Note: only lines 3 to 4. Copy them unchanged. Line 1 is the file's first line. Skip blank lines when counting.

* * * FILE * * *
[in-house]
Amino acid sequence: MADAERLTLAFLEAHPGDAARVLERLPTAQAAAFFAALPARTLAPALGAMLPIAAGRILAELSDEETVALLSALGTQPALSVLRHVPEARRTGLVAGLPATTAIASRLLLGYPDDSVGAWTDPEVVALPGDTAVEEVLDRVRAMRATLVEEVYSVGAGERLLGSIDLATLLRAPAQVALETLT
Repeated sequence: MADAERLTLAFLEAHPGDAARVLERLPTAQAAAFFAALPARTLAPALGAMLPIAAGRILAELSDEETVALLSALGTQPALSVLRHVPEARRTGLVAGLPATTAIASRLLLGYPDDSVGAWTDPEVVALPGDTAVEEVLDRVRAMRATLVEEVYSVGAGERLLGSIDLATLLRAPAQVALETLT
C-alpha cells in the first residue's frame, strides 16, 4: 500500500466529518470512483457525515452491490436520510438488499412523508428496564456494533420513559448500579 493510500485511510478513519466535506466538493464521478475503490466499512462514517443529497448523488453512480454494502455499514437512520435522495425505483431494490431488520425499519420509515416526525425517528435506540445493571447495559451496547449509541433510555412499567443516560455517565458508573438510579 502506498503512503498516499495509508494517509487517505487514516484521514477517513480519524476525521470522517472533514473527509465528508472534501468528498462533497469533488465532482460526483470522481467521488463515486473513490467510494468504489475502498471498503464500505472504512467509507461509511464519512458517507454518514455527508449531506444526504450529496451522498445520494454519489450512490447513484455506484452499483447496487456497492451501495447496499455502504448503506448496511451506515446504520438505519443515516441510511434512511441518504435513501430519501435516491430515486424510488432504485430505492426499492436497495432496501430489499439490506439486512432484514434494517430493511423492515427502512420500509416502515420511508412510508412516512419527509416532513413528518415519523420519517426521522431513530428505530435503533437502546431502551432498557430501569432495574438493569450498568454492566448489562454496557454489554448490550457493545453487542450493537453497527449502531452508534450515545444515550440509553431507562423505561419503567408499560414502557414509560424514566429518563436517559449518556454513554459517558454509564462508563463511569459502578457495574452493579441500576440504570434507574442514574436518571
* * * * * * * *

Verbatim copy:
Repeated sequence: MADAERLTLAFLEAHPGDAARVLERLPTAQAAAFFAALPARTLAPALGAMLPIAAGRILAELSDEETVALLSALGTQPALSVLRHVPEARRTGLVAGLPATTAIASRLLLGYPDDSVGAWTDPEVVALPGDTAVEEVLDRVRAMRATLVEEVYSVGAGERLLGSIDLATLLRAPAQVALETLT
C-alpha cells in the first residue's frame, strides 16, 4: 500500500466529518470512483457525515452491490436520510438488499412523508428496564456494533420513559448500579 493510500485511510478513519466535506466538493464521478475503490466499512462514517443529497448523488453512480454494502455499514437512520435522495425505483431494490431488520425499519420509515416526525425517528435506540445493571447495559451496547449509541433510555412499567443516560455517565458508573438510579 502506498503512503498516499495509508494517509487517505487514516484521514477517513480519524476525521470522517472533514473527509465528508472534501468528498462533497469533488465532482460526483470522481467521488463515486473513490467510494468504489475502498471498503464500505472504512467509507461509511464519512458517507454518514455527508449531506444526504450529496451522498445520494454519489450512490447513484455506484452499483447496487456497492451501495447496499455502504448503506448496511451506515446504520438505519443515516441510511434512511441518504435513501430519501435516491430515486424510488432504485430505492426499492436497495432496501430489499439490506439486512432484514434494517430493511423492515427502512420500509416502515420511508412510508412516512419527509416532513413528518415519523420519517426521522431513530428505530435503533437502546431502551432498557430501569432495574438493569450498568454492566448489562454496557454489554448490550457493545453487542450493537453497527449502531452508534450515545444515550440509553431507562423505561419503567408499560414502557414509560424514566429518563436517559449518556454513554459517558454509564462508563463511569459502578457495574452493579441500576440504570434507574442514574436518571